Соната для флейты B-dur, Anh 4

Вероятно, не является сочинением Бетховена. Текст, написанный чужой рукой, был обнаружен среди бумаг композитора.

1. Allegro
2. Polonaise
3. Largo
4. Thema mit Variationen (Allegretto)

Juliette Hurel, флейта
Hélène Couvert, фортепиано

Although the score was not completed and revised by Beethoven, it is assumed that the Sonata for flute and piano in B flat major dates from the Bonn period, around 1790: the source is a manuscript, which is not in his hand but is found in his posthumous papers, a sort of transcription of sketches, difficult to read, with a note in pencil ‘I Sonata fecit di Bethve’ – this provides an argument for dating the sketch to the Bonn period, since Beethoven's name is written with a single ‘e’. On the basis that works appearing under Beethoven’s name have always turned out to be by him, the musicologist Willy Hess, who published a new edition of this sonata (already printed in a radically revised and transformed version in 1906) in 1951, was of the opinion that what we have here is the nucleus of an authentic composition that remained in an unfinished state (its incompleteness is demonstrated by the absence of tempo markings for the first and the fourth movements, as well as the paucity of dynamic and expression marks throughout). To support his point of view, Hess also relied on stylistic arguments, notably the surprise modulation that opens the development of the first movement, the atmosphere of the Largo, and the cross-accents in the second variation of the last movement.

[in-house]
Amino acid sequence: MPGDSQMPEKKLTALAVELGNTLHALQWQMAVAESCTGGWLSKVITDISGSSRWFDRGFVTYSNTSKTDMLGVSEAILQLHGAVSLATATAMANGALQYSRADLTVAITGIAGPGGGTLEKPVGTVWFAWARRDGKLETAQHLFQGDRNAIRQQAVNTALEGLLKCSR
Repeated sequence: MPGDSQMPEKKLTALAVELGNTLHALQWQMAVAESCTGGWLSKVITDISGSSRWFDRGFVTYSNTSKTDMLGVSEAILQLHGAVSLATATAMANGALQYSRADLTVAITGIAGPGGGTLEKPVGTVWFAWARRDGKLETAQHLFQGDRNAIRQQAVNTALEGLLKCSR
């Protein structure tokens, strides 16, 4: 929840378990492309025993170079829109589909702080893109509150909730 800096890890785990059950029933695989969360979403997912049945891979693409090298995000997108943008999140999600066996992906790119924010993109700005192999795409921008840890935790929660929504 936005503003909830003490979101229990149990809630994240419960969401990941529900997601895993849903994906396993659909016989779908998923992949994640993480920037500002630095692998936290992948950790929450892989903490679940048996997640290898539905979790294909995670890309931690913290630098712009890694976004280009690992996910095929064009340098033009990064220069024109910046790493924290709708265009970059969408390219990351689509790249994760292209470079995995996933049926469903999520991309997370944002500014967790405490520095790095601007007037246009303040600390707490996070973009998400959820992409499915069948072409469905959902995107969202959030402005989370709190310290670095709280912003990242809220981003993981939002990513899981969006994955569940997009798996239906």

Whatever its provenance, this fine sonata was conceived in four movements (and not three as was generally the case for chamber works). The first movement in B flat major and 4/4 time follows a sonata-form design; teeming with melodic ideas, it features a surprising modulation to D major at the start of the development. The second is a triple-time Polonaise in B flat major including a Trio in F major that accentuates the rhythmic character of the pulse. The third, marked Largo, is in duple time (cut C) and E flat major; it is characterised by calm, gentle melody. The fourth movement is a theme and variations. Its cheerful theme in B flat major and triple time is ornamented from one variation to the next, by triplets (1), then by semiquavers with crossaccents (2). While the third variation in B flat minor must probably be performed in a slower tempo, the fourth, marked ‘Finale’, brings the theme back and gives both instrumentalists an opportunity to display their virtuosity.